When I first acquired my pet rabbit, a year and a half ago, I had him set up in a hutch in my yard, which was the way I thought rabbits were kept. As soon as the little girl who is my next-door neighbor saw him, she came over to get acquainted and find out his name. I told her she could name him, since she was quite good at it (she had named the wild rabbit, who liked to hop around on my raised flower bed and eat my plants, Nibbles) — and accordingly, she said she’d have to know what activities he did before she could name him. “He mostly just likes to hide in his box,” I said to her, pointing to a nesting box I put in the cage, so she suggested we call him The Boxing Bunny. “Hmm, how about Boxer?” I asked, and with a broad smile from her, the name was settled on.
Not long after I decided to bring him inside and make him a house rabbit (because I’d grown smitten and keeping him in a hutch seemed wrong), I realized that the original handle she’d suggested for him was quite fitting. He has remained Boxer in name, but in title he is surely The Boxing Bunny, because every day (twice, if he can cajole us into it) we set up what we call a maze of cardboard boxes in our bedroom, and that is how we play with him. There are a few boxes that have a permanent spot in our room now, so that he can come hide out in them whenever he pleases, but the maze or path of boxes that we set down for him during play time is really how he likes to interact with us. Rabbits are prey animals, so naturally having hide-y boxes is essential to his sense of security, but it’s apparent by the excited way he interacts with us that he views this activity with us as playful. When he hops into our bedroom in the mornings, the first thing he wants to do is be petted, preferably until the petter’s arm feels like it’s going to fall off. And then he will begin hopping into the boxes that stay permanently in our room, from which he sticks out his head as if he wants us to pet him, and after a quick rub on the head he is off to the next box, poking out his head again just long enough to lure us to him, and then ducking out to run underneath the bed. With that cue, we gather his cloth play tube, his rattan tent and more boxes to set up a path or maze, configuring them in new ways each time and adding other items to challenge him a bit. When he’s figured a path through them all and retraced it a couple times, then he’s done and will either flop down for more petting or scamper off to his pen to eat hay.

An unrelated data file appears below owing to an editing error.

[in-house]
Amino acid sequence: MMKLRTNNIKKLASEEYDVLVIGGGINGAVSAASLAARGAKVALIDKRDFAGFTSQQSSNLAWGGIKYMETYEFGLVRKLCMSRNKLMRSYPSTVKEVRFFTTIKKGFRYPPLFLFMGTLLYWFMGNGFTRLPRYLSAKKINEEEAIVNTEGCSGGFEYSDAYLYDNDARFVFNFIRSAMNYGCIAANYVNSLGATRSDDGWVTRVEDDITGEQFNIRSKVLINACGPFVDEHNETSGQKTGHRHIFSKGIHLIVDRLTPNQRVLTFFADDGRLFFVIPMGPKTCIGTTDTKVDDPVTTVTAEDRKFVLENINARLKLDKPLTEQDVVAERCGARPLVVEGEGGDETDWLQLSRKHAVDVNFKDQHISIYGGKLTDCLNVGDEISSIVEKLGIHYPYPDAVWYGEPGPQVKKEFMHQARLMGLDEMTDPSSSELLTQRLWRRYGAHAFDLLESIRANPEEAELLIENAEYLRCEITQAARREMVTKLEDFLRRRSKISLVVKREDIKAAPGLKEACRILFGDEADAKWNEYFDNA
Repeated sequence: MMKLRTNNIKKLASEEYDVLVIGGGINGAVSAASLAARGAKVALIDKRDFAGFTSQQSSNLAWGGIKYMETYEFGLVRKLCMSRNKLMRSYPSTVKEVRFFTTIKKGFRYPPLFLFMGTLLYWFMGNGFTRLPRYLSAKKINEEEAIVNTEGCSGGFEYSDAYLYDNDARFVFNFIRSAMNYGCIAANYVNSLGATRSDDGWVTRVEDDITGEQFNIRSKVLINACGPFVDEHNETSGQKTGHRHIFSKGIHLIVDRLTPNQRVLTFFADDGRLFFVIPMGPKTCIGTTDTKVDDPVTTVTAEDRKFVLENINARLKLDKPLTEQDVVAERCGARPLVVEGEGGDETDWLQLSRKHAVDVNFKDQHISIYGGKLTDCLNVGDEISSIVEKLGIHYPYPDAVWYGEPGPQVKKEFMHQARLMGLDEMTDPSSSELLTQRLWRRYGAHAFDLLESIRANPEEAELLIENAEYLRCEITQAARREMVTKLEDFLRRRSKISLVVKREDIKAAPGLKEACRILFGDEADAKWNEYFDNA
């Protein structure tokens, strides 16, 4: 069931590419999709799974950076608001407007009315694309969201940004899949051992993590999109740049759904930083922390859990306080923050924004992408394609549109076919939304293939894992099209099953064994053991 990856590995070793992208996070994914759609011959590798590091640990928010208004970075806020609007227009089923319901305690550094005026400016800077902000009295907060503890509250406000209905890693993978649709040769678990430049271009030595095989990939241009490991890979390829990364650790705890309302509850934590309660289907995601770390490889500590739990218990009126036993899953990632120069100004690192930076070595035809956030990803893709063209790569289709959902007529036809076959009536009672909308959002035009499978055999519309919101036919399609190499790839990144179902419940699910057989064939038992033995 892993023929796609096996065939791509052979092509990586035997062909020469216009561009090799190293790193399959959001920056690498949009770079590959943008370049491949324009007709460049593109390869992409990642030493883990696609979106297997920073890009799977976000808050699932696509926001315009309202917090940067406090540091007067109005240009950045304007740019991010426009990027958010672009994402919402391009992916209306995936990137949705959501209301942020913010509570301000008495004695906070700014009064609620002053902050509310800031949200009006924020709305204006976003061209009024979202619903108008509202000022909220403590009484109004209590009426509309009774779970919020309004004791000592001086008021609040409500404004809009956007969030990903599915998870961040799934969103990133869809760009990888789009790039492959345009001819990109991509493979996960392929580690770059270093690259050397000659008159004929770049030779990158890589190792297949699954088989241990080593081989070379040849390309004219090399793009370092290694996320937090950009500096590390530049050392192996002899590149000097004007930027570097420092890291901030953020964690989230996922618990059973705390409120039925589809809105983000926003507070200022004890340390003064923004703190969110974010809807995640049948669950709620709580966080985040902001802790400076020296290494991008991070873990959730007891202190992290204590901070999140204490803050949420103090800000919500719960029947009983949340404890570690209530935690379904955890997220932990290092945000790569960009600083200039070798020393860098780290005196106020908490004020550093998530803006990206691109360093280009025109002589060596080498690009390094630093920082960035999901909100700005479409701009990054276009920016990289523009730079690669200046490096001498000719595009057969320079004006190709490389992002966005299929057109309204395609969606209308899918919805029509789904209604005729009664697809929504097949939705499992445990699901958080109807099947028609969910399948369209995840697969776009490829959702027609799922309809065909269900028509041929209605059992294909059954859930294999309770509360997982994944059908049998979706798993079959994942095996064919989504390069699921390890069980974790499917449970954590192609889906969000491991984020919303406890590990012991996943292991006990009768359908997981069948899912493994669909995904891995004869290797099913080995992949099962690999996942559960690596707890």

Having a rabbit in one’s house is a very big commitment. They are highly social animals that, in the wild, live in extremely large groups in underground warrens, and they require time and attention from their owners to thrive indoors. In the words of many experts who have written and done videos about caring for house rabbits, they’re “high maintenance” animals. Electrical cords have to be covered or put up where they can’t be chewed, good furniture might have to be stored somewhere else, and unless they have the companionship of another rabbit (mine doesn’t), you can’t just abandon them with a bowl of food and water when you want to go on vacation or away for the weekend (yes, a pet sitter must be called in, one willing to spend time and give attention, not just treats). Neutering or spaying is also essential — even if you only have one rabbit — for their comfort and yours, as it curbs certain behaviors (I found out rather quickly that neutering is crucial if you have a male rabbit as a house pet, and I’ve read that female rabbits become more calm and enjoy a longer life if they are spayed, too.)
All of which is to say, I wouldn’t casually suggest to anyone that they consider getting a rabbit and making it an indoor pet. For the person who is able to dedicate their time to a rabbit, however, they can be truly wonderful pets — the kind of pets who love petting (rabbits, when they live together, are constantly grooming one another, and human petting is thus looked at by the rabbit as grooming). For my husband and I, every day is a winding road of cardboard boxes that we get out and put away, and playing means sitting on the floor with him the way one would a child. But for us, it’s worth it. We adore him and are so glad we brought him inside.